Ah, Sunny days! We love them in Southern California but they cause significant problems with digital cameras of all kinds because of the limited range of exposure. You can see this effect on a bright day when you are trying to take a picture of something in shadow and the sky blows out to pure white. You lose the cool clouds or mountain peaks behind the subject. Or you are in a dim room and when you take the picture, the image is very dark or you lose the wonderful ambiance because the flash went off and blew it all to white. What is a person to do?
There is a trick in photography called High Dynamic Range or HDR for short. It is a method of taking multiple images seqentially at the same time with something like one stop of exposure difference between them. The range will go from dark to light and then the different exposures are stacked and blended to keep the highlights and the shadows in the final image. Many people will overachieve and end up with a cartoon like effect rather than a realistic image. This is strictly a function of taste and not a fault of the technique. The technique of HDR mimics what our eyes do naturally by letting us humans to see both shadows and highlights at the same time without us having to think about it.
This image of the Haunted Mansion at Disneyland shows off what HDR can do for your photography. This image was taken during a very bright morning and normally when you exposed for the white building and trees, you would blow out the sky. But I took several images and used an application called “HDR Efex Pro 2” which handles the loading and merging of the images. It also gives a nice dashboard to adjust the final image to taste.
But I have an iPhone or other smartphone you say? What can I do? As it turns out, there are several HDR apps available for both iPhones and Droids. I happen to use an iPhone and I use an app called “TrueHDR” which will shoot three images and then merge them on my iPhone in just a few minutes. I can then edit a bit more if I want.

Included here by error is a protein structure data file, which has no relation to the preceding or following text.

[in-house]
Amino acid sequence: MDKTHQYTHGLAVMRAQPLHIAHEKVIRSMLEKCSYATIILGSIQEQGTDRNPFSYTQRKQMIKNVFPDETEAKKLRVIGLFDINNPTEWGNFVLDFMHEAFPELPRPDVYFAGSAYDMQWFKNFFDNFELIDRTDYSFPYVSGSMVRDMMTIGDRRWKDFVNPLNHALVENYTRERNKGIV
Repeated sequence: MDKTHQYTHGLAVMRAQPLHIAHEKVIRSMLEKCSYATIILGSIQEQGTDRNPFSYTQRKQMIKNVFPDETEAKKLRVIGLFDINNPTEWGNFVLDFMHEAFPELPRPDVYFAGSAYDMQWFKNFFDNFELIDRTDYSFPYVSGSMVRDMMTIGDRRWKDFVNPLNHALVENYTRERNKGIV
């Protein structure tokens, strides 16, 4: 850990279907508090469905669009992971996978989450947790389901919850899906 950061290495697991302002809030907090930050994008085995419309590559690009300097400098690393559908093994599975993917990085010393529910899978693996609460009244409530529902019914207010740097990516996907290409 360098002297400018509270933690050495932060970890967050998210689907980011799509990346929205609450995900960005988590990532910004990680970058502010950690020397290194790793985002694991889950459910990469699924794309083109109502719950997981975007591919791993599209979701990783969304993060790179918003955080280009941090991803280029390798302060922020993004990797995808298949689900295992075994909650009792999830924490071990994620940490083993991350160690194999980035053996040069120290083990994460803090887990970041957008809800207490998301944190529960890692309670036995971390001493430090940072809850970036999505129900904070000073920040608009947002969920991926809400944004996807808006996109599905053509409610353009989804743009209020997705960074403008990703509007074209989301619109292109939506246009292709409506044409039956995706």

In this image, you can see the typical shot you would get with the iPhone without using HDR. In trying to get the shadows, the highlights blow out. The colors look a bit washed out also.
And here is what the final image looked like after TrueHDR blended the images and I tweaked up the saturation a bit. The beauty of this is that I was able to shoot and then process the image while walking to the next ride. I didn’t need my computer, laptop or extra software loaded up. I was able to process and adjust my images while munching on some treats and standing in line for a ride. How cool is that?
You can easily see the marked improvement in the final image by using TrueHDR. You can do even more by shooting on a more powerful camera like a Nikon D700 or other DSLR. In the next image, I used a very high shutter speed to not just stop the action of the falling log but to keep it from moving too much between frames. The movement of something between frames in HDR causes “ghosts” to appear and the closer the images are, the easier it is to fix the ghosts. This is a feature of using a better camera and more powerful software (so far) then the amazing iPhone 🙂 As you can see, the riders while in deep shadow are easily seen and the clouds while in a bright sky are also easily seen and add a lot of drama to the final image.
I’m using images from one of my Disneyland trips because it is vacation time where you lose much of the flexibility for waiting for good light or time of day. You are on limited time and you need to make do with whatever light you have or don’t have. Shooting with HDR in mind is an easy way to really improve your images even while you are shooting with what is normally considered “bad light”. It will also work at night time to pick up cool details of lights and details of buildings. You will have more ghosting but that adds to the overall look and feel of the image.
So learn how to use your camera for HDR whether it is a smart phone or a DSLR. Both will work really well for HDR shots and give it a try. The trick is to learn how to bracket your shots on the DSLR and finding an HDR app you like for the phone. The phone is cheaper by far to try but the DSLR will give better results overall. In my own case, I find that my iPhone does a very adequate job while on vacation and is the proverbial “good enough” for my vacation pictures.